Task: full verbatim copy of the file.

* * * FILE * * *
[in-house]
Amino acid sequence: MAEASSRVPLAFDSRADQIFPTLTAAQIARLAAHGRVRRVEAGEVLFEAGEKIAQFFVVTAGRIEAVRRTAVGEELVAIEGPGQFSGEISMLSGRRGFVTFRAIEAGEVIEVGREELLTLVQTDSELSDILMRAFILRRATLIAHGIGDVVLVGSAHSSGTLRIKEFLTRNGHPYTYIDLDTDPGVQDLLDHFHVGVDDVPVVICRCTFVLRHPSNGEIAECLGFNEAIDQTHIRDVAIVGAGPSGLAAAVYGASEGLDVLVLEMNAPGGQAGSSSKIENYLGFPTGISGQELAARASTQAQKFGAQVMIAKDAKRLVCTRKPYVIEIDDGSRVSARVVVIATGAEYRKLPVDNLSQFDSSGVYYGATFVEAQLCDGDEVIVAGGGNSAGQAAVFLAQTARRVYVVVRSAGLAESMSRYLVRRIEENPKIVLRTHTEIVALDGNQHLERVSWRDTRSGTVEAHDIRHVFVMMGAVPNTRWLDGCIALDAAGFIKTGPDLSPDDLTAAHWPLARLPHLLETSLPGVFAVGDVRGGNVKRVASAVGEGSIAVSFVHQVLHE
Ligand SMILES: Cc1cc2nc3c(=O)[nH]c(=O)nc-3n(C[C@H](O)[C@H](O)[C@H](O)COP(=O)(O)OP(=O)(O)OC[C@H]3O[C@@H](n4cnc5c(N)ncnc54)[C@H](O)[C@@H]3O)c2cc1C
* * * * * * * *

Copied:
[in-house]
Amino acid sequence: MAEASSRVPLAFDSRADQIFPTLTAAQIARLAAHGRVRRVEAGEVLFEAGEKIAQFFVVTAGRIEAVRRTAVGEELVAIEGPGQFSGEISMLSGRRGFVTFRAIEAGEVIEVGREELLTLVQTDSELSDILMRAFILRRATLIAHGIGDVVLVGSAHSSGTLRIKEFLTRNGHPYTYIDLDTDPGVQDLLDHFHVGVDDVPVVICRCTFVLRHPSNGEIAECLGFNEAIDQTHIRDVAIVGAGPSGLAAAVYGASEGLDVLVLEMNAPGGQAGSSSKIENYLGFPTGISGQELAARASTQAQKFGAQVMIAKDAKRLVCTRKPYVIEIDDGSRVSARVVVIATGAEYRKLPVDNLSQFDSSGVYYGATFVEAQLCDGDEVIVAGGGNSAGQAAVFLAQTARRVYVVVRSAGLAESMSRYLVRRIEENPKIVLRTHTEIVALDGNQHLERVSWRDTRSGTVEAHDIRHVFVMMGAVPNTRWLDGCIALDAAGFIKTGPDLSPDDLTAAHWPLARLPHLLETSLPGVFAVGDVRGGNVKRVASAVGEGSIAVSFVHQVLHE
Ligand SMILES: Cc1cc2nc3c(=O)[nH]c(=O)nc-3n(C[C@H](O)[C@H](O)[C@H](O)COP(=O)(O)OP(=O)(O)OC[C@H]3O[C@@H](n4cnc5c(N)ncnc54)[C@H](O)[C@@H]3O)c2cc1C